We enjoyed a lovely stay at The Elms bed and breakfast in North Hobart which was within walking distance of my daughter Teddy's place and also the trendy restaurant strip. We by-passed the main street and slipped into a very old pub one block down on Argyle St. It is called the Wagon and Horses and the publican, Ken, is a super guy and will show you a good time. Among his many "charity" projects, he also helps raise funds for the local youth suicide group to support those left behind...he's a hero in my books.
We travelled up the Lyell Hwy along the river Derwent shrouded in mist, through the pasture lands of the Derwent Valley. I was looking forward to stopping in historic Hamilton and visiting the famous Glen Clyde House but unfortunately they had a sign out saying "closed for the winter and not re-opening till September" and the public toilet block was also closed for building works so we headed on further through Ouse and climbing the range into Hydro-country where Tasmania's electricity is generated by water in the highlands.
We stopped at pretty Tarraleah, once a whole town housing the electricity workers in a self contained village, now it is tourist accommodation.
Travelling on we climbed through rain forests and came out on the lakes plateau of central Tasmania. Our next eagerly anticipated destination was the "Wall In The Wilderness"
The Wall is literally a giant wall of Huon Pine carved with the story from the past and present of the Central Highlands. Each panel is 1m wide by 3m high and will eventually make up 100 metres length in total. The wall has been under construction for about 10 years so far and is just past the halfway mark. The exhibit is breathtaking and for me very emotional. The centre itself is very tastefully presented and is a warm inviting haven of log fires and soft music and dim lights. It's an experience! No photography is allowed and there is an admission fee.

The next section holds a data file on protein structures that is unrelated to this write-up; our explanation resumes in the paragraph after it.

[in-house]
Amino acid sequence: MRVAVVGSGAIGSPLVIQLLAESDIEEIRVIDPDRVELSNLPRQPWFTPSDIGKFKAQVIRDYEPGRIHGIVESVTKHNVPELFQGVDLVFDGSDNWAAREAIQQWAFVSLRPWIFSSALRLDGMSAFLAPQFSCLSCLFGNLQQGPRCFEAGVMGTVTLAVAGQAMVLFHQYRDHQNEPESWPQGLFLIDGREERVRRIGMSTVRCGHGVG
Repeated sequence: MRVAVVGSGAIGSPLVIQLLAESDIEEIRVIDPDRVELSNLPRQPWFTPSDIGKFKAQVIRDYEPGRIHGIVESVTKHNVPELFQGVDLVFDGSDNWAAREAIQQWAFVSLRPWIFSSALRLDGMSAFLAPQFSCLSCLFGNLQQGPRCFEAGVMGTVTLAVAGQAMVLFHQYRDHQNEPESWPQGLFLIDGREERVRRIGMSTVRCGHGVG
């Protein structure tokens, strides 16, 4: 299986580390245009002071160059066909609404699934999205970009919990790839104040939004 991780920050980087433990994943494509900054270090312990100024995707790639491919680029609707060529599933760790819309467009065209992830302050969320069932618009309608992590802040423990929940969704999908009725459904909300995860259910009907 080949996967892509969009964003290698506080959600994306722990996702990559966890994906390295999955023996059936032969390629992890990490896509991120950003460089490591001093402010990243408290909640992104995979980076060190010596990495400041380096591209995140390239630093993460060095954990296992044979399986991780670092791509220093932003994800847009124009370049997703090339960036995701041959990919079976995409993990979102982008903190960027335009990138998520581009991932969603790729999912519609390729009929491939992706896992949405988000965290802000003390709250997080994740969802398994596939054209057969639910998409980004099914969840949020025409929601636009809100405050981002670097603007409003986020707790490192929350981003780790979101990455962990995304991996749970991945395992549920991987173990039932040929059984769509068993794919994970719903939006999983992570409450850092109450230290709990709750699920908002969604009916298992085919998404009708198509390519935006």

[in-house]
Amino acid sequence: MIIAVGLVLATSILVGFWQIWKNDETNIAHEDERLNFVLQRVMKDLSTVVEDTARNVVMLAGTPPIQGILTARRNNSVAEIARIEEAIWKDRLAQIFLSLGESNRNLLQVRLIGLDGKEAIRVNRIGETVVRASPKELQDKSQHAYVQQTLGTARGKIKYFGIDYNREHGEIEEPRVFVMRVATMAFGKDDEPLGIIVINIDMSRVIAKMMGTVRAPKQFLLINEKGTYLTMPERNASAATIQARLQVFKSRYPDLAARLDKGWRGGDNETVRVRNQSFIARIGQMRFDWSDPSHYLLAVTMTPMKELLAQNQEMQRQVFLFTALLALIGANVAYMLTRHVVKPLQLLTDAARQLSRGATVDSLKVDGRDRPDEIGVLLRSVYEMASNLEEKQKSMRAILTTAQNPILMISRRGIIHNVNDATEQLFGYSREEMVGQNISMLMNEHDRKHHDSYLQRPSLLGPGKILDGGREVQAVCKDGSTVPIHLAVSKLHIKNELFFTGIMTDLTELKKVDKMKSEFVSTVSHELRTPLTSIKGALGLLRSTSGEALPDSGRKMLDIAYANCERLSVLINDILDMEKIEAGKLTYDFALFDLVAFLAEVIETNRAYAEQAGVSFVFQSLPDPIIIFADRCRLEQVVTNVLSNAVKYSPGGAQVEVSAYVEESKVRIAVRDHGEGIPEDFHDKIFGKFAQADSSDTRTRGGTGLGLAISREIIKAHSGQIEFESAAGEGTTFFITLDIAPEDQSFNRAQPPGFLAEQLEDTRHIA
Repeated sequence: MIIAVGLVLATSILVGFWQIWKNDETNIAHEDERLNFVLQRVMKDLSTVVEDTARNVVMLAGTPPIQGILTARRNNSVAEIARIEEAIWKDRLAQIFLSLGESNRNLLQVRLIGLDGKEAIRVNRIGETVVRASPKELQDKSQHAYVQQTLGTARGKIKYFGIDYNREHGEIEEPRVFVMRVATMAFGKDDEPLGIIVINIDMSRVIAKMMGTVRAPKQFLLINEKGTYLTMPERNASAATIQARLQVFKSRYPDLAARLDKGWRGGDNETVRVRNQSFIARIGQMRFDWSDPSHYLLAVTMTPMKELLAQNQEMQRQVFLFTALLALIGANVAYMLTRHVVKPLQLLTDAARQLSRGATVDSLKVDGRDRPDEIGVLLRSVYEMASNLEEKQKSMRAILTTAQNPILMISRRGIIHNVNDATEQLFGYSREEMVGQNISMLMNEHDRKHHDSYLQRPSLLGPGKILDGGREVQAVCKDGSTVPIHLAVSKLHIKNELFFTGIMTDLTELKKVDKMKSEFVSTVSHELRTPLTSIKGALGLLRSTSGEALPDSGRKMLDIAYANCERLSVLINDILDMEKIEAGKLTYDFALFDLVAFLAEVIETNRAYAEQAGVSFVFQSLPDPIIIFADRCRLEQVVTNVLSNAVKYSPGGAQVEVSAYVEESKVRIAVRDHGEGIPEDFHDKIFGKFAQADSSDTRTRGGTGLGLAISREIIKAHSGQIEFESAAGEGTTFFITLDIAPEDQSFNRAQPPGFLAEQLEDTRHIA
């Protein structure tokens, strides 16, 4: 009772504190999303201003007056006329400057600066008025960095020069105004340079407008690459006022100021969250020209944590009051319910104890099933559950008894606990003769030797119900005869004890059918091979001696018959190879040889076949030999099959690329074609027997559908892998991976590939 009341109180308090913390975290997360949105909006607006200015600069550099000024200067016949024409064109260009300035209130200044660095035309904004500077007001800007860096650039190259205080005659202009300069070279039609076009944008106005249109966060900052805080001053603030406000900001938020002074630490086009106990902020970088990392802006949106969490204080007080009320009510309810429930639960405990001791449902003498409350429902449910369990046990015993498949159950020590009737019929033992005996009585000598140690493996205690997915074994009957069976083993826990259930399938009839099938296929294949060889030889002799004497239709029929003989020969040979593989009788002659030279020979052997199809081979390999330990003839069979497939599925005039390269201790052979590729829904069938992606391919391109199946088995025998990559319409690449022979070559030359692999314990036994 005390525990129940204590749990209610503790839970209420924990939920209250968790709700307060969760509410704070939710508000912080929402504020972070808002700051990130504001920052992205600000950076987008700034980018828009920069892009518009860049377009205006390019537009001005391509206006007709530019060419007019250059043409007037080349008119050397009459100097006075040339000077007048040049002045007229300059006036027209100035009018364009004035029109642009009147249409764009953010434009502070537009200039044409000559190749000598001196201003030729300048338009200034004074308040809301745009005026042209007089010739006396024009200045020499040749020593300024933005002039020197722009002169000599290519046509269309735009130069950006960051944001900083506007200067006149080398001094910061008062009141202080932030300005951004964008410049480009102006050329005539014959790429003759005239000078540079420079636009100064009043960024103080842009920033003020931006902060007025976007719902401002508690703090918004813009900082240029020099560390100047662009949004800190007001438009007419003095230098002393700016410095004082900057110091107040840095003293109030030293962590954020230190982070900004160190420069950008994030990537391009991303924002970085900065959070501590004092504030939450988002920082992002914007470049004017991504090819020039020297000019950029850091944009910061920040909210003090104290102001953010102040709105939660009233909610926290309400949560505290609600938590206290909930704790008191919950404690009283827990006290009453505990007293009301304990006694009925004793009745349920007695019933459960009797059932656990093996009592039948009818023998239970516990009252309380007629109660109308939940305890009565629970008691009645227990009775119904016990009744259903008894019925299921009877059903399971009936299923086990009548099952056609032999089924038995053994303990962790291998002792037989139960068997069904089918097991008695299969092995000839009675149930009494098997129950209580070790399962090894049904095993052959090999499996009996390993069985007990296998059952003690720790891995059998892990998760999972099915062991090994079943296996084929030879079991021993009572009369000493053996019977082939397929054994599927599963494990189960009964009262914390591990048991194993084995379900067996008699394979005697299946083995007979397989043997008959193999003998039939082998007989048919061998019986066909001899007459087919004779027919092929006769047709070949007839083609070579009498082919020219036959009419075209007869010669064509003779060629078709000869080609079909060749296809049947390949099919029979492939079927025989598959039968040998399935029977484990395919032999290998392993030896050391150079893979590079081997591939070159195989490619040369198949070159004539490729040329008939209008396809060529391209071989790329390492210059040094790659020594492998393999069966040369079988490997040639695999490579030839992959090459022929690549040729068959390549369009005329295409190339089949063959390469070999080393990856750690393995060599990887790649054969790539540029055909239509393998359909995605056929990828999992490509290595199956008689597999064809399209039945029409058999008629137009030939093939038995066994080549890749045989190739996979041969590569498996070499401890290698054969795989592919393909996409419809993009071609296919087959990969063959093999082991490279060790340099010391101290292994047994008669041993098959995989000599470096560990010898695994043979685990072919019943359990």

The trip through the central highlands takes you through rugged grassed plains de-stocked now for winter and the snow that will any day cover the landscape. The sign posts at the sides of the road are also marked with black so that they are visible in the snow season. The terrain is mountainous and wet and misty the further one travels towards the west coast. The saying here is that it rains for 360 days of the year and drips off the trees the rest. Closer towards Queenstown the mountainsides are lunar landscaped from the copper mining that is done in the area. Much of the bush is starting to regenerate but it has been many decades.
Flight enthusiast Craig also insisted I stop for a shot of the airport at Queenstown....
Very striking with the lowlands sun-kissed in the foreground and towering mountains behind. Very like the scenery used for the Lord of the Rings movie that was shot in New Zealand.
Finally after many, many kilometres of winding roads (I'm thinking of you Claire) we have arrived at Strahan on the West Coast of Tasmania.